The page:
During the event itself, representatives of these groups addressed the issues impacting on families. I was privileged to represent NCFR at this statewide event. In my address to the assembly, I encouraged CPS agency staff to provide services to the child while also providing emotional and psychological support for the parents as they attempt to meet their family's needs. I also spoke of the need for foster and adoptive families to be given full and honest information about a child's personal and family history, as well as necessary emotional and financial support to help the child and family address the issues (such as incest and abuse) that are often a part of that history. I also called for a process of full and open communication which embraces the right to shared decision-making between parents and CPS workers in discussing the needs of families.
Speaking from the perspective of Families as Educators for Peace in the Family, the Community and the World, I also encouraged training in Peacemaking and Creative Conflict Resolution skills for CPS staff and parents, stating that children deserve families who can nurture and care for them in an ever more complex and sometimes violent society. I was also able to inform people of the work that NCFR does to support families through research, education, and service.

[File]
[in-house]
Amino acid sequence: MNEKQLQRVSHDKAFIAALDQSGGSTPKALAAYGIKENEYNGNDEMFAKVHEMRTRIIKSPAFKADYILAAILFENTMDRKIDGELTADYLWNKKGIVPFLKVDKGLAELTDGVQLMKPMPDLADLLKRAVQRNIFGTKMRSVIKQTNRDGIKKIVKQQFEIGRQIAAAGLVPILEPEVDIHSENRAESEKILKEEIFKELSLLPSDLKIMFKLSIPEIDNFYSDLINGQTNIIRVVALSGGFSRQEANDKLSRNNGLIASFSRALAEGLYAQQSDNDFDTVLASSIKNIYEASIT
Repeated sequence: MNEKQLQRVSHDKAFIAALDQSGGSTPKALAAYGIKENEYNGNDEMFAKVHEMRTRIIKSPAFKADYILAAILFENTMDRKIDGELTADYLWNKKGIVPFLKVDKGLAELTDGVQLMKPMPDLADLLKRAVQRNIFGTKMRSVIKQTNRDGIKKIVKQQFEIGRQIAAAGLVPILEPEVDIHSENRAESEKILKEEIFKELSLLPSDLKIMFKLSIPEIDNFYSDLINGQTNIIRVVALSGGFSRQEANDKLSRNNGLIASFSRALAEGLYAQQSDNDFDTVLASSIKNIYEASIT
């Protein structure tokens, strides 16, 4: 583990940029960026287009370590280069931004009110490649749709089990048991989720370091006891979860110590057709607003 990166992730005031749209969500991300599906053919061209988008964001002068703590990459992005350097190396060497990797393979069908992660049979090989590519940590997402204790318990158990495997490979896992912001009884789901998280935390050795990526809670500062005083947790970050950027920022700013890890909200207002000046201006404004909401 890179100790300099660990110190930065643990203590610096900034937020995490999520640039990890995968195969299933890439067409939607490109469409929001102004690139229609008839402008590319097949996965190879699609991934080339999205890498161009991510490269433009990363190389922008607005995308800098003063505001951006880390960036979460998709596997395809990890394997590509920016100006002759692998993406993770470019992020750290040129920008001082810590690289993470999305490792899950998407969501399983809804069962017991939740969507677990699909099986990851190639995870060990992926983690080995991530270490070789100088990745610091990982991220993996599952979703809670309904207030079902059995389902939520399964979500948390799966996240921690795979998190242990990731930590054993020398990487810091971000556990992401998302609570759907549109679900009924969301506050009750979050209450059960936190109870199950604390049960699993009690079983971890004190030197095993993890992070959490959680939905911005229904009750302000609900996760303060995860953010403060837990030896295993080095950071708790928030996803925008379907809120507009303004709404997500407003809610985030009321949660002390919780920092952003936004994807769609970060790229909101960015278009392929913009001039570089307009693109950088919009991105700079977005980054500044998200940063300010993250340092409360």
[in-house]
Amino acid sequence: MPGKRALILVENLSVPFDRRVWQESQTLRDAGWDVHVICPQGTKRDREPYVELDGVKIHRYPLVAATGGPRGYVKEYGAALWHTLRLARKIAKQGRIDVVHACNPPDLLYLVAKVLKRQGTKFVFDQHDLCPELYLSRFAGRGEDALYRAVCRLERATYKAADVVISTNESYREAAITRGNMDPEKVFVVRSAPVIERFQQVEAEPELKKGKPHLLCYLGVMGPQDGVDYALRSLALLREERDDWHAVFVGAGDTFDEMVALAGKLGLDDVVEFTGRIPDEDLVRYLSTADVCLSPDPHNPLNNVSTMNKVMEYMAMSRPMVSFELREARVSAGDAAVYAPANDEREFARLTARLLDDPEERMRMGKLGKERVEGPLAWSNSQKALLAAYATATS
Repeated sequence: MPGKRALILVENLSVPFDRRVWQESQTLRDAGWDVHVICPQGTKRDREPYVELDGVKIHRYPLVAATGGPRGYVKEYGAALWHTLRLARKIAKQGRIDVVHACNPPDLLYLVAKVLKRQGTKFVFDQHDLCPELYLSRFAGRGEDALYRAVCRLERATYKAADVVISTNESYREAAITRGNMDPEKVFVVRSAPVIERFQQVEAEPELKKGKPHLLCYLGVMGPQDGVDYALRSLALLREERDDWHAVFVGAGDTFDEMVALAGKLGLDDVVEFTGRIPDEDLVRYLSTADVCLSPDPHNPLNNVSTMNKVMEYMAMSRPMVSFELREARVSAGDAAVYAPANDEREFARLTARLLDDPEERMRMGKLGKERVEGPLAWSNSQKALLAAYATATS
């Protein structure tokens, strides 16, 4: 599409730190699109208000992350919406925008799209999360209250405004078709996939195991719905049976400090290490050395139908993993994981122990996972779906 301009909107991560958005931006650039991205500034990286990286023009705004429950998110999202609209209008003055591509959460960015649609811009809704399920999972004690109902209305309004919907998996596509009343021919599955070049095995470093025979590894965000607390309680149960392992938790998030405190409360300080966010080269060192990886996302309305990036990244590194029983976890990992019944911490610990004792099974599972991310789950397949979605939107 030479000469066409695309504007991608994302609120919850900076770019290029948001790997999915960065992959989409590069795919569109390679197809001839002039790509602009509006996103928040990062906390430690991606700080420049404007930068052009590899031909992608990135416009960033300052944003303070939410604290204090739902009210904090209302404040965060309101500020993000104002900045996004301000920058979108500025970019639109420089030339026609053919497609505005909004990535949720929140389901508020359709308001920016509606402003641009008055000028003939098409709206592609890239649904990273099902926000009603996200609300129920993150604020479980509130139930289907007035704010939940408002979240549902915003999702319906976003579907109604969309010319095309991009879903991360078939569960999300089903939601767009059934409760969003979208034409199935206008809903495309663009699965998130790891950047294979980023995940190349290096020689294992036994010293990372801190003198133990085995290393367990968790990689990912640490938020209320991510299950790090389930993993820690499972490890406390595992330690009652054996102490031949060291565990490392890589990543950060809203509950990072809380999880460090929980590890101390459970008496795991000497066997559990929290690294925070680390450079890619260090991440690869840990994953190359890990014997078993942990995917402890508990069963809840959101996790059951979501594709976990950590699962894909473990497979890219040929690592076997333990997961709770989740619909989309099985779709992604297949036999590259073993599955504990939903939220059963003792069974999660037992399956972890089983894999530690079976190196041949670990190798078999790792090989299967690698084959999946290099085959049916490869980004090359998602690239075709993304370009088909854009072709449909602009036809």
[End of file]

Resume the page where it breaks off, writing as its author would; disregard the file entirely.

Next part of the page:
Valerie White, Esq.. who is the immediate past president of Vermont American Civil Liberties Union, had been the attorney of record for several of the women who later committed suicide. She spoke of the frustration she felt at her inability as an attorney to address the illegalities that took place within the CPS system. Dr. Duane Motley, Legislative Director for the American Association of Christian Schools and active with the national home schooling movement, spoke of the growiny tendency of CPS agencies across the country to remove children for homes of parents who are active in either of these two organizations. Dr. Bob Belenky, a professor of psychology in Vermont, spoke of his frustration with the manner that data was collected by CPS staff in the process of conducting home studies.
Dispersed throughout the other presentations were the personal stories from parents who told how they and their families were abused by the CPS system in Vermont Perhaps the most tragic was the story of one father who had been falsely accused of abusing his children, who were then removed from the home. The mother, a supporter of the father, was repeatedly denied contact with her children. After trying for years to correct the charges, she finally committed suicide. Two weeks later, the charges against the father were proven to be false and were dropped, and his children returned to him.